Mayor Kelly Comes To Aid Of Shelters of Saratoga To House Homeless After County Turns Them Down

After being rebuffed by Saratoga County’s Department of Social Services in their search for safe housing for the homeless, Shelters of Saratoga (SOS) got help from Saratoga Springs Mayor Kelly to secure a place.

There are excellent stories on this by Wendy Liberatore in the Times Union, by staff at the Saratogian, and by Steve Williams in the Gazette.

Karen Gregory, the Executive Director of SOS, repeatedly requested assistance in finding temporary housing for the homeless from the County DSS only to be rebuffed.

“I made several requests to Saratoga County to move our shelters into a local hotel before someone was symptomatic or tested positive for COVID-19. I was told over and over again that would not be possible until somebody tested positive, although I explained at that point it would be too late and I was afraid we would have a shelter full of very sick people including my staff. Ultimately, I did not want anyone to die.”

Karen Gregory from SOS press release

Tina Potter, the Commissioner of the Saratoga County Department of Social Services, defended her actions to the Times Union:

“I provided to her all the regulations and guidance that we have received from the (state) Office of Temporary and Disability Assistance, the CDC and the New York State Department of Health. … What that said was non-symptomatic people currently in shelter should remain in shelter. … It indicated it is important to have rooms available for use by people who are directed to be quarantined and it would not be appropriate to move non-symptomatic, non-quarantined people into the hotel rooms we may need for individuals who are symptomatic.”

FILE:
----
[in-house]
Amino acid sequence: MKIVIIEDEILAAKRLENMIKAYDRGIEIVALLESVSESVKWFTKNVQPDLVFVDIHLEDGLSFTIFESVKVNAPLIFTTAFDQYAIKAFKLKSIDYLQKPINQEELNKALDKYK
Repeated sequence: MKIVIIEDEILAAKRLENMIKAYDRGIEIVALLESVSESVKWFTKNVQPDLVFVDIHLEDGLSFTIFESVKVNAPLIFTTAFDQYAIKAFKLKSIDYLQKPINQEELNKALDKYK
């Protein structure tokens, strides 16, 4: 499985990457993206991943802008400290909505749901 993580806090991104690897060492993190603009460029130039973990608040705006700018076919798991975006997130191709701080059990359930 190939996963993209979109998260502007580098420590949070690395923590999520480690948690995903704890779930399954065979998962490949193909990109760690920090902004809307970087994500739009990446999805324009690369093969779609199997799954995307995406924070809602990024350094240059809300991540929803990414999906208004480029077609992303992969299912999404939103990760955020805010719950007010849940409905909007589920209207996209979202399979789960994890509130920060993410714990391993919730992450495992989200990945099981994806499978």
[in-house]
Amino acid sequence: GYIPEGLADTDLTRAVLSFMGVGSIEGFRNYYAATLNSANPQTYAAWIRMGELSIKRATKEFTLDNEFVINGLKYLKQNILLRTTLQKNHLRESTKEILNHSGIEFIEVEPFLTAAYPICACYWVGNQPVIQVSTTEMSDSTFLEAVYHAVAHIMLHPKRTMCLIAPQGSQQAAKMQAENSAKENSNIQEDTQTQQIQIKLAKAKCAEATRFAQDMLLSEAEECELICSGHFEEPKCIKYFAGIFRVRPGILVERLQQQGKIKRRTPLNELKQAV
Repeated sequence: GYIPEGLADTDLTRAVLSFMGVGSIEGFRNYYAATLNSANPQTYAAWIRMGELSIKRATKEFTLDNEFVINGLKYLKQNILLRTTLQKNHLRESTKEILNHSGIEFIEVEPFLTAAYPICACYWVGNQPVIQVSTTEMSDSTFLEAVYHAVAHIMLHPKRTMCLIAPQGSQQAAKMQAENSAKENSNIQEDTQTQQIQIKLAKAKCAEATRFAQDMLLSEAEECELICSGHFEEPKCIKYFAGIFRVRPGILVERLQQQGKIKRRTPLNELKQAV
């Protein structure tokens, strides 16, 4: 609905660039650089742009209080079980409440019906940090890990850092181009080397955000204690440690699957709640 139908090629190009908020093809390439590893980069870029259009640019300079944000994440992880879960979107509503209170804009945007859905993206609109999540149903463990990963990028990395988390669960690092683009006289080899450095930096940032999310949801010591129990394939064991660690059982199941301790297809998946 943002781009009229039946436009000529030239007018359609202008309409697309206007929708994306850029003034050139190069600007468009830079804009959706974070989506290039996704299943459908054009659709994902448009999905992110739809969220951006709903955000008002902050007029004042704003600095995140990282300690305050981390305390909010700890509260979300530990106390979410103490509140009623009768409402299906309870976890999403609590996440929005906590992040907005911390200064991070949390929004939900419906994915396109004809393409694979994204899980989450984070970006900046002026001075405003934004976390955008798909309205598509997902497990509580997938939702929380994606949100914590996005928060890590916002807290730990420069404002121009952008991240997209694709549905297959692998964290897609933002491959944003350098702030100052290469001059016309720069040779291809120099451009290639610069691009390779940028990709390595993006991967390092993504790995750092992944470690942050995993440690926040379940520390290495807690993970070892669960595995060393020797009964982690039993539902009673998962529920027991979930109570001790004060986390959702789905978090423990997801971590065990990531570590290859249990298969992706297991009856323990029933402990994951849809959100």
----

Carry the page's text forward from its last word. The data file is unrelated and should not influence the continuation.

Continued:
Tina Potter, Commissioner of Saratoga County Department of Social Services

The problem is that at the current shelter beds are quite close together which conflicts with the other New York State advisory that people should practice “Social Distancing.”

Homeless people are not only at increased risk but they can put the rest of the community at increased risk should they get sick. I really hate to point out the cost efficiency issue here as for me the moral imperative is the real issue. Nevertheless, what do readers of this blog think the cost of hospitalizing one homeless person stricken with the virus would be as compared to putting up forty people at a discount at the Holiday Inn? How many homeless people would contract the disease if they were crammed together in the shelter and one of them became infected? What about the additional stress on Saratoga Hospital and its staff?

“Our number one priority is the health and safety of people we are helping each day. Social distancing and hygiene is the only way to slow the spread of COVID-19. Unfortunately, people experiencing homelessness don’t have the ability to stay home. People experiencing homelessness don’t have regular access to sinks where they can wash their hands and those staying at homeless shelters can’t always remain six feet from another person. There are simply too many people and not enough space.”

Karen Gregory, SOS Executive Director

Is Commissioner Potter one of those “essential” County employees being paid time and a half during this crisis?

So what did Mayor Kelly (who makes $14,500.00/year) do when approached by Ms. Gregory for help? Of course she threw herself into problem solving mode.